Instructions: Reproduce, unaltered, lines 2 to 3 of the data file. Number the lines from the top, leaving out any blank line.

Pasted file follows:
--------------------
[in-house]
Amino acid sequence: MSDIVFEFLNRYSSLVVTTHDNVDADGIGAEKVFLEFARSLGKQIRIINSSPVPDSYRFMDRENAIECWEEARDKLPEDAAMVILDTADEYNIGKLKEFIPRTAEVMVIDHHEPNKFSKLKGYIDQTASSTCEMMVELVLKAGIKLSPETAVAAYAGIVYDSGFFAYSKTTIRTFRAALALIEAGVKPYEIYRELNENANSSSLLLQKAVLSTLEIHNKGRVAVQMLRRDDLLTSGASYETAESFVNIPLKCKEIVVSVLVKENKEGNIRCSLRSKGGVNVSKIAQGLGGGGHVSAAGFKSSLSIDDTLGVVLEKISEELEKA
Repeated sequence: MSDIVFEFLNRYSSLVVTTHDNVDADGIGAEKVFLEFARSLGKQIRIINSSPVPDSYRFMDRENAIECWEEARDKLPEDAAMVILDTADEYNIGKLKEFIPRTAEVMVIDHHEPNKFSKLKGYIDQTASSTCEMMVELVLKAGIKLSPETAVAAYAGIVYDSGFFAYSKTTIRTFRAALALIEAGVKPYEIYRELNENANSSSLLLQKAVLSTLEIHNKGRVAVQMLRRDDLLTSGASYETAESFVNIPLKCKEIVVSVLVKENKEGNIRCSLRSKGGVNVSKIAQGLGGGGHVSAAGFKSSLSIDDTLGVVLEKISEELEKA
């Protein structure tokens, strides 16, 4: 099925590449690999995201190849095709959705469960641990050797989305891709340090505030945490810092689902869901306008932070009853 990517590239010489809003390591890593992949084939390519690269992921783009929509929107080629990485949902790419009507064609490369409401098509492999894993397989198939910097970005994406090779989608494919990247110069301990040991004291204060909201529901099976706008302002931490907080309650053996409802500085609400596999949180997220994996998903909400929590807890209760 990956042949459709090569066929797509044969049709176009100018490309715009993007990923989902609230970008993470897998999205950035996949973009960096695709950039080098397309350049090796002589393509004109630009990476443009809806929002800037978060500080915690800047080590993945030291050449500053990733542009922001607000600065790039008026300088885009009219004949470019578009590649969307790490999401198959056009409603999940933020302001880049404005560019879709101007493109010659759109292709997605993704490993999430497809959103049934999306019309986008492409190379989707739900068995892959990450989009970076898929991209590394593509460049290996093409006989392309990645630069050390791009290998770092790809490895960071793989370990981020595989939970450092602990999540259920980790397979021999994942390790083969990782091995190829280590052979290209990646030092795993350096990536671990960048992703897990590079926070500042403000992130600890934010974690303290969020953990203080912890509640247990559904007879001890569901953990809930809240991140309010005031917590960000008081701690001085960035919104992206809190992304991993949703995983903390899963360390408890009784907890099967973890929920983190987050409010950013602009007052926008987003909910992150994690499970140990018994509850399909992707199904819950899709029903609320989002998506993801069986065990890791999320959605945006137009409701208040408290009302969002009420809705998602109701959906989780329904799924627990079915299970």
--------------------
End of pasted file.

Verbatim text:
Amino acid sequence: MSDIVFEFLNRYSSLVVTTHDNVDADGIGAEKVFLEFARSLGKQIRIINSSPVPDSYRFMDRENAIECWEEARDKLPEDAAMVILDTADEYNIGKLKEFIPRTAEVMVIDHHEPNKFSKLKGYIDQTASSTCEMMVELVLKAGIKLSPETAVAAYAGIVYDSGFFAYSKTTIRTFRAALALIEAGVKPYEIYRELNENANSSSLLLQKAVLSTLEIHNKGRVAVQMLRRDDLLTSGASYETAESFVNIPLKCKEIVVSVLVKENKEGNIRCSLRSKGGVNVSKIAQGLGGGGHVSAAGFKSSLSIDDTLGVVLEKISEELEKA
Repeated sequence: MSDIVFEFLNRYSSLVVTTHDNVDADGIGAEKVFLEFARSLGKQIRIINSSPVPDSYRFMDRENAIECWEEARDKLPEDAAMVILDTADEYNIGKLKEFIPRTAEVMVIDHHEPNKFSKLKGYIDQTASSTCEMMVELVLKAGIKLSPETAVAAYAGIVYDSGFFAYSKTTIRTFRAALALIEAGVKPYEIYRELNENANSSSLLLQKAVLSTLEIHNKGRVAVQMLRRDDLLTSGASYETAESFVNIPLKCKEIVVSVLVKENKEGNIRCSLRSKGGVNVSKIAQGLGGGGHVSAAGFKSSLSIDDTLGVVLEKISEELEKA